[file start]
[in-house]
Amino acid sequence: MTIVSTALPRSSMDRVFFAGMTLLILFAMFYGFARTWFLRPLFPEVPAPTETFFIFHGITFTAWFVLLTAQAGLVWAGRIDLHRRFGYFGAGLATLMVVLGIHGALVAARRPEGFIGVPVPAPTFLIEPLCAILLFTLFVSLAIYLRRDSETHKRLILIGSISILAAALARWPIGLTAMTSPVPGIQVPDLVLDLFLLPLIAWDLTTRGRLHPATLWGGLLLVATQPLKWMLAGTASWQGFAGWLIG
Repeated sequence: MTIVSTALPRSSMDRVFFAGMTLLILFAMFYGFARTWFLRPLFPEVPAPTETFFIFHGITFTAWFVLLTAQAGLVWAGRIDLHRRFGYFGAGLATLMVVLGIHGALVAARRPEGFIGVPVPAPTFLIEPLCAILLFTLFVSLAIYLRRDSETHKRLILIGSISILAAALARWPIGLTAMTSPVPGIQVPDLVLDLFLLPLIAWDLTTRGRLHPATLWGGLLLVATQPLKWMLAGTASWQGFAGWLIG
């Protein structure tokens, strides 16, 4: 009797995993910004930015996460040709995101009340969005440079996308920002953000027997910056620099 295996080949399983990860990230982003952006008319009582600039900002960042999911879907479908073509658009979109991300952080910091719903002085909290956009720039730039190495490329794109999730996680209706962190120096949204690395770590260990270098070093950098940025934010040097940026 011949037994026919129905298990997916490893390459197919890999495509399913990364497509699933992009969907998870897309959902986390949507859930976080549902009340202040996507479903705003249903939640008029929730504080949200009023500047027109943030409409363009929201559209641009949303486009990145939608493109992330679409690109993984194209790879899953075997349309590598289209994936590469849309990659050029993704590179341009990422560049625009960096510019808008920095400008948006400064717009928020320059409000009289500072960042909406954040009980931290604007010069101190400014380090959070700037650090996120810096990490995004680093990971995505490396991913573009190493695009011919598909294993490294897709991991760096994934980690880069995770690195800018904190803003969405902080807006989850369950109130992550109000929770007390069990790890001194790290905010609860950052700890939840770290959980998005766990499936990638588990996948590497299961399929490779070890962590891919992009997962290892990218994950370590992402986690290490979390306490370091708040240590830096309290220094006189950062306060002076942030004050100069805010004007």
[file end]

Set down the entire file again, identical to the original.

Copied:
[in-house]
Amino acid sequence: MTIVSTALPRSSMDRVFFAGMTLLILFAMFYGFARTWFLRPLFPEVPAPTETFFIFHGITFTAWFVLLTAQAGLVWAGRIDLHRRFGYFGAGLATLMVVLGIHGALVAARRPEGFIGVPVPAPTFLIEPLCAILLFTLFVSLAIYLRRDSETHKRLILIGSISILAAALARWPIGLTAMTSPVPGIQVPDLVLDLFLLPLIAWDLTTRGRLHPATLWGGLLLVATQPLKWMLAGTASWQGFAGWLIG
Repeated sequence: MTIVSTALPRSSMDRVFFAGMTLLILFAMFYGFARTWFLRPLFPEVPAPTETFFIFHGITFTAWFVLLTAQAGLVWAGRIDLHRRFGYFGAGLATLMVVLGIHGALVAARRPEGFIGVPVPAPTFLIEPLCAILLFTLFVSLAIYLRRDSETHKRLILIGSISILAAALARWPIGLTAMTSPVPGIQVPDLVLDLFLLPLIAWDLTTRGRLHPATLWGGLLLVATQPLKWMLAGTASWQGFAGWLIG
């Protein structure tokens, strides 16, 4: 009797995993910004930015996460040709995101009340969005440079996308920002953000027997910056620099 295996080949399983990860990230982003952006008319009582600039900002960042999911879907479908073509658009979109991300952080910091719903002085909290956009720039730039190495490329794109999730996680209706962190120096949204690395770590260990270098070093950098940025934010040097940026 011949037994026919129905298990997916490893390459197919890999495509399913990364497509699933992009969907998870897309959902986390949507859930976080549902009340202040996507479903705003249903939640008029929730504080949200009023500047027109943030409409363009929201559209641009949303486009990145939608493109992330679409690109993984194209790879899953075997349309590598289209994936590469849309990659050029993704590179341009990422560049625009960096510019808008920095400008948006400064717009928020320059409000009289500072960042909406954040009980931290604007010069101190400014380090959070700037650090996120810096990490995004680093990971995505490396991913573009190493695009011919598909294993490294897709991991760096994934980690880069995770690195800018904190803003969405902080807006989850369950109130992550109000929770007390069990790890001194790290905010609860950052700890939840770290959980998005766990499936990638588990996948590497299961399929490779070890962590891919992009997962290892990218994950370590992402986690290490979390306490370091708040240590830096309290220094006189950062306060002076942030004050100069805010004007």